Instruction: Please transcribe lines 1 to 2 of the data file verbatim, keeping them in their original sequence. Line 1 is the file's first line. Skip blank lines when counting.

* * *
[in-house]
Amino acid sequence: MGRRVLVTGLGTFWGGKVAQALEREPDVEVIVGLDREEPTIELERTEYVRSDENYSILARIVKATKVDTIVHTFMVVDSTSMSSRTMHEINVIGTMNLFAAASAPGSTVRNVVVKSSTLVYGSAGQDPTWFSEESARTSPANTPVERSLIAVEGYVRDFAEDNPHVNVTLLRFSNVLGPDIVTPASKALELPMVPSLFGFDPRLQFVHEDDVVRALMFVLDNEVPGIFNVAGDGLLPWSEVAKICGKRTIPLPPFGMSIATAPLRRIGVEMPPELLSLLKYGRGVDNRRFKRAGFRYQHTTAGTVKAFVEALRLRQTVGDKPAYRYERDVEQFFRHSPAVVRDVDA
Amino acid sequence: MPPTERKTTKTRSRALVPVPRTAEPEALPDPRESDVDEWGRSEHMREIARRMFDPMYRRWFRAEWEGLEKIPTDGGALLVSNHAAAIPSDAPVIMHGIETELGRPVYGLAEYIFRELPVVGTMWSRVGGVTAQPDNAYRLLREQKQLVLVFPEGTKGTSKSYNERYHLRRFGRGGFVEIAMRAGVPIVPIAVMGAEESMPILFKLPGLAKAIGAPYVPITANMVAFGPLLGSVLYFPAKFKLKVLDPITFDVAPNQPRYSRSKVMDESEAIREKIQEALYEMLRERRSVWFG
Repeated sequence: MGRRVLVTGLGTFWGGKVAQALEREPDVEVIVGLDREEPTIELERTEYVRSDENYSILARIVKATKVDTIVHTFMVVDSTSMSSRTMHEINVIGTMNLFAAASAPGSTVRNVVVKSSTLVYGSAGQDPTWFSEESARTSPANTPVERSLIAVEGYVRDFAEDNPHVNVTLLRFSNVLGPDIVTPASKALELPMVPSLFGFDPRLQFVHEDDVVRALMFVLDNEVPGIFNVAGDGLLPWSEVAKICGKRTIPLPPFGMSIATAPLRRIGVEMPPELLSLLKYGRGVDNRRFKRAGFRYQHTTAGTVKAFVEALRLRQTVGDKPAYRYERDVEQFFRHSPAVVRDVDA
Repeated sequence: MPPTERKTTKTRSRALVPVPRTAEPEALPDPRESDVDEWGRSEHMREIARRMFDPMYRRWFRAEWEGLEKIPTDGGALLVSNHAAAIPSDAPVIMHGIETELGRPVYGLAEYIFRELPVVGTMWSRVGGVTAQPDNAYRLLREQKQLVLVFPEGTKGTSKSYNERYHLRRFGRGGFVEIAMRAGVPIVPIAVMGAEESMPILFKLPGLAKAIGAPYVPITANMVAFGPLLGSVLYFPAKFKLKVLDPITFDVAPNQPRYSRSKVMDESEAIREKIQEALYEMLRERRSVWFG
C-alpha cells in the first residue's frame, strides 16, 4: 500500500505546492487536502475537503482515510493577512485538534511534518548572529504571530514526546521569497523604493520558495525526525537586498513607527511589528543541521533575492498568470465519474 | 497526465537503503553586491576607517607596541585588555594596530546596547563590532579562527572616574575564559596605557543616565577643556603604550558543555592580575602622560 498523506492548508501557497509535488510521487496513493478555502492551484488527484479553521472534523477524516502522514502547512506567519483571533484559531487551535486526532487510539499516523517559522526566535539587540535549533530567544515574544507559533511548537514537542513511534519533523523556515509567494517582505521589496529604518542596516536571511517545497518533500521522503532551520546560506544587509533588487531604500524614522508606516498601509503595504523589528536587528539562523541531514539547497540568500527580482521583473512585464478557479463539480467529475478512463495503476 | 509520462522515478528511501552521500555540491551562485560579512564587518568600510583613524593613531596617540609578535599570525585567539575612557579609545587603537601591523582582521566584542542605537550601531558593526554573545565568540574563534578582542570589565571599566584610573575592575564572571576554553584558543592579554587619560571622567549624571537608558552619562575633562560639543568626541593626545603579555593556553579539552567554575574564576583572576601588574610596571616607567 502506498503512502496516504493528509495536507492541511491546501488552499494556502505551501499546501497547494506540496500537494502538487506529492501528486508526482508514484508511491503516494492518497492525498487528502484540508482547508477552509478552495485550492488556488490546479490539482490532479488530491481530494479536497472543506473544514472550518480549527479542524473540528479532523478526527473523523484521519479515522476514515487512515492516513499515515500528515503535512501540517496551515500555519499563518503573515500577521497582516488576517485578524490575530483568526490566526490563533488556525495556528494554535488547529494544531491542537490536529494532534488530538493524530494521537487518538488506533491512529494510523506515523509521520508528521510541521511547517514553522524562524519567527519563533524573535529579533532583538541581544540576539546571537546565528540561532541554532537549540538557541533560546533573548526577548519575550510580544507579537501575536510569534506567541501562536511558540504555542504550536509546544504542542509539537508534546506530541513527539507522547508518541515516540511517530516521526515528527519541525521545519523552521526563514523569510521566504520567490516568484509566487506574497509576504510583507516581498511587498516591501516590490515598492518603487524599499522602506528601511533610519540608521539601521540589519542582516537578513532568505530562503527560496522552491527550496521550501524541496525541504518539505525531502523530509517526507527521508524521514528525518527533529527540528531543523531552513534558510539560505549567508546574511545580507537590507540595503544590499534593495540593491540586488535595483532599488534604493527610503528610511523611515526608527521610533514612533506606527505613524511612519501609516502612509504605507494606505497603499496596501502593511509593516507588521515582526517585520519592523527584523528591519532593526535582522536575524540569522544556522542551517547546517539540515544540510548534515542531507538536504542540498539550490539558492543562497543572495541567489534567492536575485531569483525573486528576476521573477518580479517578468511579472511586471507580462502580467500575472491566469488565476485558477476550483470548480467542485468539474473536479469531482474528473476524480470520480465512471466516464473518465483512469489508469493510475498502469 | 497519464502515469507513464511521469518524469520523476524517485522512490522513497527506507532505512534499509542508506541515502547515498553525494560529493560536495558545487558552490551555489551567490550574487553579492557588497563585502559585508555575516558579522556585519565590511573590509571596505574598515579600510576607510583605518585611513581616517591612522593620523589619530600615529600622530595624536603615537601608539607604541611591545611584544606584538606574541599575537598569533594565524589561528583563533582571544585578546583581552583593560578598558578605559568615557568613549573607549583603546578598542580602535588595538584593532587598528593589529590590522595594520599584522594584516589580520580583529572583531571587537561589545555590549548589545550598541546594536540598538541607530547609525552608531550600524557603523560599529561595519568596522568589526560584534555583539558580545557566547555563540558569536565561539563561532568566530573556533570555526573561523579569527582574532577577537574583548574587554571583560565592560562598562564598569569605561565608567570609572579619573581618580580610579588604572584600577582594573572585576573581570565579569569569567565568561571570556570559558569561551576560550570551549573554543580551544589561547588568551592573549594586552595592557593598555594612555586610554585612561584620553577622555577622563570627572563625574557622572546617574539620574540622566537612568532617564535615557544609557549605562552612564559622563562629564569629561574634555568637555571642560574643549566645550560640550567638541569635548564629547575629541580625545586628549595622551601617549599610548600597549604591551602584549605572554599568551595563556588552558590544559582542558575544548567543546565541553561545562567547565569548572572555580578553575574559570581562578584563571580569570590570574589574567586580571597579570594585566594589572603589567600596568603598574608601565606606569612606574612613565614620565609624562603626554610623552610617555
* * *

[in-house]
Amino acid sequence: MGRRVLVTGLGTFWGGKVAQALEREPDVEVIVGLDREEPTIELERTEYVRSDENYSILARIVKATKVDTIVHTFMVVDSTSMSSRTMHEINVIGTMNLFAAASAPGSTVRNVVVKSSTLVYGSAGQDPTWFSEESARTSPANTPVERSLIAVEGYVRDFAEDNPHVNVTLLRFSNVLGPDIVTPASKALELPMVPSLFGFDPRLQFVHEDDVVRALMFVLDNEVPGIFNVAGDGLLPWSEVAKICGKRTIPLPPFGMSIATAPLRRIGVEMPPELLSLLKYGRGVDNRRFKRAGFRYQHTTAGTVKAFVEALRLRQTVGDKPAYRYERDVEQFFRHSPAVVRDVDA